The predictable word is in from Rio: failure. The conference 20 years on from the huge Earth Summit, Rio 92, has been unable to produce even the pretense of an energetic verbal commitment of the world’s community to “sustainable principles.”
The reason? These conferences have always been pretty fraudulent affairs, lofted on excited green rhetoric and larded with ominous advisories that “this time we cannot afford to fail” and that “the tipping point” is finally here. But failure has been a loyal companion, and many a tipping point has tipped without amiss. There is no such thing as a world “community.” There are rich nations and poor nations, all with differing national interests and the former will never accede willingly to the agendas of the latter, however intricate the language of the final windy “declaration.” Since Gro Bruntland lofted it to glory in 1987, the word “sustainable” has long been drained of all meaning.
The general absurdity of these earth summits — Rio, Kyoto, Copenhagen, Durban, and now Rio again, is summed up in what the green forces hoped could be a concluding declaration this time in Rio to which enough nations could fix their name and declare Victory for the planet. Originally it was to be the commitment to a “Green World,” but not enough nations cared for that so the fallback face-saver was a plan for a UN treaty to protect the international high seas.
To the greens’ utter astonishment, early on Tuesday, it turned out that the US and Venezuela were vetoing this plan. Whatever Hugo Chavez’s motives, the reason for the US veto was obvious and should have been so from the moment the plan was mooted. The International Treaty on the Law of Sea, was ratified in 1982 and the US has always refused to sign it. Shouts of betrayal mounted. “The future we want has gotten a little further away today. Rio+20 has turned into an epic failure. It has failed on equity, failed on ecology and failed on economy,” said Kumi Naidoo, executive director of Greenpeace. “This is not a foundation on which to grow economies or pull people out of poverty, it’s the last will and testament of a destructive 20th century development.” The businessman Maurice Strong, a big player at these events, said the world had gone backward since 1992.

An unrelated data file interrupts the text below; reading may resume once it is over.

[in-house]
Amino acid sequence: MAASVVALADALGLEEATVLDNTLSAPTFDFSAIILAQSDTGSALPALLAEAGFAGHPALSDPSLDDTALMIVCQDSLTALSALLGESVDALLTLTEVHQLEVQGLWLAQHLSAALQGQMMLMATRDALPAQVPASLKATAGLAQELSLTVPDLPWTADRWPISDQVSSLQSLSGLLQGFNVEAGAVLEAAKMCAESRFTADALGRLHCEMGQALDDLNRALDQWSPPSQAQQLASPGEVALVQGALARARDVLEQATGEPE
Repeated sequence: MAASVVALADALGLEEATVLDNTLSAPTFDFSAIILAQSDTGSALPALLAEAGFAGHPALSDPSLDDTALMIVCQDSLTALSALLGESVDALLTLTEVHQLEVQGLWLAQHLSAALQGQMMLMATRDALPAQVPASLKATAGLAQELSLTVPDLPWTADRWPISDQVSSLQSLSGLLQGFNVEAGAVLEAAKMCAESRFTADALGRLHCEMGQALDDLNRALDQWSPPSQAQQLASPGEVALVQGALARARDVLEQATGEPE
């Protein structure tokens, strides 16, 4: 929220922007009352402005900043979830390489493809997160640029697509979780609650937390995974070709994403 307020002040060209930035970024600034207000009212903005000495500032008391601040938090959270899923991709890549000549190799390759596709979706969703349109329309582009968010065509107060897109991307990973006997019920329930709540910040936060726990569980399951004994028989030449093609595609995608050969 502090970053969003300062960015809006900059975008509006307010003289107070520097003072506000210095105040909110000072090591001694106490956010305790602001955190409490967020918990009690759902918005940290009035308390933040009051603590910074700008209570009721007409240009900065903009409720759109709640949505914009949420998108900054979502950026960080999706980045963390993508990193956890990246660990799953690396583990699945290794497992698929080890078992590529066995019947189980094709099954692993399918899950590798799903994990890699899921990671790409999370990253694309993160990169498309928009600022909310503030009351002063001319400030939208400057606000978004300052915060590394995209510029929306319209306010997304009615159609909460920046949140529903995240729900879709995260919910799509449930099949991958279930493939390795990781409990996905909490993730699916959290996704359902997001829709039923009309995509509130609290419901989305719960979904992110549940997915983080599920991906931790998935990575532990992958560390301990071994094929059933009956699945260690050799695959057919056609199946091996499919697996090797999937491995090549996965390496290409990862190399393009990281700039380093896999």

The Brazilians threw in the towel, insisting on a spineless final declaration. “Sustainability” was suddenly thrust forward as a face-saver. Like some Trollopian parson, somehow surviving the bureaucratic infighting, was the Commission on Sustainable Development which had been leading a quiet and unassuming life in some UN back office. Now the hitherto toothless commission will be elevated into a high-level body charged with monitoring and enforcing “sustainable development goals” (SDGs) and will report to the UN General Assembly. Among its possible areas of concern: food security and sustainable agriculture; sustainable energy for all; water access and efficiency; sustainable cities; green jobs, decent work and something called social inclusion.
By the time the actual world leaders settled into their suites — US President Barack Obama, Britain’s David Cameron and German leader Angela Merkel were all no-shows — there was absolutely nothing to do: no rousing declarations, just muted jawboning about how the mere fact that these sessions were taking place was important for the planet.
So much for the fantasyland of the Green conferences, touchingly evoked last Sunday by the Guardian newspaper’s “sustainable business editor” who wrote from Rio:
“While the politicians are finding it difficult to find common ground, we are elsewhere witnessing the movement … to multi-dimensional collaborations. This is probably one of the most exciting developments we are likely to see coming out of Rio+20 and will offer the first tantalizing evidence of the ability to start taking projects to scale.”